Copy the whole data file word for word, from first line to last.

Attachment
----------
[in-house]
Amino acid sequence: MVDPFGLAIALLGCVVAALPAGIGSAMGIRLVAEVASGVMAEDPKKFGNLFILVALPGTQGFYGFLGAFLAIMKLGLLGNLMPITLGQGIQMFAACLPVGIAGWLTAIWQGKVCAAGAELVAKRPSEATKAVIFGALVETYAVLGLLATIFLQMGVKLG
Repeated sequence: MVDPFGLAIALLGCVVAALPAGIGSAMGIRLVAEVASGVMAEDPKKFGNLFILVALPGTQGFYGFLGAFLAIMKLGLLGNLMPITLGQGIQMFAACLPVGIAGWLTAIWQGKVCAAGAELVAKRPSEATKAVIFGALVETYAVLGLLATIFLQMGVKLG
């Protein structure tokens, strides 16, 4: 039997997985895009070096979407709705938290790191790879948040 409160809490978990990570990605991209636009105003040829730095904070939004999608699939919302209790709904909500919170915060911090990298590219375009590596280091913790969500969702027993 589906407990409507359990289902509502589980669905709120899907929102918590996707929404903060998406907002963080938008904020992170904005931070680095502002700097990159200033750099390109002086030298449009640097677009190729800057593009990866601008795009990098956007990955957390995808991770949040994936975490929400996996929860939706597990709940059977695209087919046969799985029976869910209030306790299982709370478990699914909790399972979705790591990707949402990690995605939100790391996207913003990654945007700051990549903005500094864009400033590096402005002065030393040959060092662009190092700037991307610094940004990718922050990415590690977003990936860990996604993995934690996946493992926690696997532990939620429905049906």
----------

[in-house]
Amino acid sequence: MVDPFGLAIALLGCVVAALPAGIGSAMGIRLVAEVASGVMAEDPKKFGNLFILVALPGTQGFYGFLGAFLAIMKLGLLGNLMPITLGQGIQMFAACLPVGIAGWLTAIWQGKVCAAGAELVAKRPSEATKAVIFGALVETYAVLGLLATIFLQMGVKLG
Repeated sequence: MVDPFGLAIALLGCVVAALPAGIGSAMGIRLVAEVASGVMAEDPKKFGNLFILVALPGTQGFYGFLGAFLAIMKLGLLGNLMPITLGQGIQMFAACLPVGIAGWLTAIWQGKVCAAGAELVAKRPSEATKAVIFGALVETYAVLGLLATIFLQMGVKLG
């Protein structure tokens, strides 16, 4: 039997997985895009070096979407709705938290790191790879948040 409160809490978990990570990605991209636009105003040829730095904070939004999608699939919302209790709904909500919170915060911090990298590219375009590596280091913790969500969702027993 589906407990409507359990289902509502589980669905709120899907929102918590996707929404903060998406907002963080938008904020992170904005931070680095502002700097990159200033750099390109002086030298449009640097677009190729800057593009990866601008795009990098956007990955957390995808991770949040994936975490929400996996929860939706597990709940059977695209087919046969799985029976869910209030306790299982709370478990699914909790399972979705790591990707949402990690995605939100790391996207913003990654945007700051990549903005500094864009400033590096402005002065030393040959060092662009190092700037991307610094940004990718922050990415590690977003990936860990996604993995934690996946493992926690696997532990939620429905049906």